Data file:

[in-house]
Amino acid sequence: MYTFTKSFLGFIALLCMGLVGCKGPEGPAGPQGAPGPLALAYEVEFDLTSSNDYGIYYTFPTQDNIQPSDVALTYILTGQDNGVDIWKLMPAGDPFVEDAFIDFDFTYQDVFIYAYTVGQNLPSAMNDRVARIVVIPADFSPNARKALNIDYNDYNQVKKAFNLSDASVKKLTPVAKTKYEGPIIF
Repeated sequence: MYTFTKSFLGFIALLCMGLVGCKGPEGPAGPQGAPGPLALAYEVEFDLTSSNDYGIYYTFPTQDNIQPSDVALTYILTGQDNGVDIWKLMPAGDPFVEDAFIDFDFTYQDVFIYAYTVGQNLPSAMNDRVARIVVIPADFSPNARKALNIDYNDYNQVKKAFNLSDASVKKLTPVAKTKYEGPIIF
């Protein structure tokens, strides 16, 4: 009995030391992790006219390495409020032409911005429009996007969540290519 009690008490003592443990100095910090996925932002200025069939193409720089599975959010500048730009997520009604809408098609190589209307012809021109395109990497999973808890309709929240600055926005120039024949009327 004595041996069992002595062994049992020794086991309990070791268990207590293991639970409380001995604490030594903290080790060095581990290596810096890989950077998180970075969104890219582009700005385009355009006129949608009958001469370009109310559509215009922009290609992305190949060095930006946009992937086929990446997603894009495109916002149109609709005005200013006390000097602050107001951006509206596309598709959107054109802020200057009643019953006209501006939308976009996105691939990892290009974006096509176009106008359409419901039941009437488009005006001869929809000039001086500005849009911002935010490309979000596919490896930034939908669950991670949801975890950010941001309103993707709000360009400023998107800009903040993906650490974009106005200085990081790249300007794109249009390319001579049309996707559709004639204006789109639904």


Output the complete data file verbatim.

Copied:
[in-house]
Amino acid sequence: MYTFTKSFLGFIALLCMGLVGCKGPEGPAGPQGAPGPLALAYEVEFDLTSSNDYGIYYTFPTQDNIQPSDVALTYILTGQDNGVDIWKLMPAGDPFVEDAFIDFDFTYQDVFIYAYTVGQNLPSAMNDRVARIVVIPADFSPNARKALNIDYNDYNQVKKAFNLSDASVKKLTPVAKTKYEGPIIF
Repeated sequence: MYTFTKSFLGFIALLCMGLVGCKGPEGPAGPQGAPGPLALAYEVEFDLTSSNDYGIYYTFPTQDNIQPSDVALTYILTGQDNGVDIWKLMPAGDPFVEDAFIDFDFTYQDVFIYAYTVGQNLPSAMNDRVARIVVIPADFSPNARKALNIDYNDYNQVKKAFNLSDASVKKLTPVAKTKYEGPIIF
């Protein structure tokens, strides 16, 4: 009995030391992790006219390495409020032409911005429009996007969540290519 009690008490003592443990100095910090996925932002200025069939193409720089599975959010500048730009997520009604809408098609190589209307012809021109395109990497999973808890309709929240600055926005120039024949009327 004595041996069992002595062994049992020794086991309990070791268990207590293991639970409380001995604490030594903290080790060095581990290596810096890989950077998180970075969104890219582009700005385009355009006129949608009958001469370009109310559509215009922009290609992305190949060095930006946009992937086929990446997603894009495109916002149109609709005005200013006390000097602050107001951006509206596309598709959107054109802020200057009643019953006209501006939308976009996105691939990892290009974006096509176009106008359409419901039941009437488009005006001869929809000039001086500005849009911002935010490309979000596919490896930034939908669950991670949801975890950010941001309103993707709000360009400023998107800009903040993906650490974009106005200085990081790249300007794109249009390319001579049309996707559709004639204006789109639904």